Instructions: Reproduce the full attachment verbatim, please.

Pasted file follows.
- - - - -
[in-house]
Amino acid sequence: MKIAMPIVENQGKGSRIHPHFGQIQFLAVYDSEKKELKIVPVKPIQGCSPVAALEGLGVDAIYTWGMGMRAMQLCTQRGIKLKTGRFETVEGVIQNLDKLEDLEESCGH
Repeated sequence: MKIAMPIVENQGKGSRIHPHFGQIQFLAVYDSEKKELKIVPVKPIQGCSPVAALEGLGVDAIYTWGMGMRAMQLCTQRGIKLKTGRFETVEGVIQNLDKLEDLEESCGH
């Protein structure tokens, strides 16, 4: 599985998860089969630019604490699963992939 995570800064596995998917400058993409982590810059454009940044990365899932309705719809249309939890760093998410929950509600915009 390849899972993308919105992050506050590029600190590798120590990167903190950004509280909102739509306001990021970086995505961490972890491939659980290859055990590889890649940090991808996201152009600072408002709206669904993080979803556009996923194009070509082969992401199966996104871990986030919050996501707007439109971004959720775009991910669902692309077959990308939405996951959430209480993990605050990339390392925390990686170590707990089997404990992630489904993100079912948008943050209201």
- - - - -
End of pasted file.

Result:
[in-house]
Amino acid sequence: MKIAMPIVENQGKGSRIHPHFGQIQFLAVYDSEKKELKIVPVKPIQGCSPVAALEGLGVDAIYTWGMGMRAMQLCTQRGIKLKTGRFETVEGVIQNLDKLEDLEESCGH
Repeated sequence: MKIAMPIVENQGKGSRIHPHFGQIQFLAVYDSEKKELKIVPVKPIQGCSPVAALEGLGVDAIYTWGMGMRAMQLCTQRGIKLKTGRFETVEGVIQNLDKLEDLEESCGH
């Protein structure tokens, strides 16, 4: 599985998860089969630019604490699963992939 995570800064596995998917400058993409982590810059454009940044990365899932309705719809249309939890760093998410929950509600915009 390849899972993308919105992050506050590029600190590798120590990167903190950004509280909102739509306001990021970086995505961490972890491939659980290859055990590889890649940090991808996201152009600072408002709206669904993080979803556009996923194009070509082969992401199966996104871990986030919050996501707007439109971004959720775009991910669902692309077959990308939405996951959430209480993990605050990339390392925390990686170590707990089997404990992630489904993100079912948008943050209201």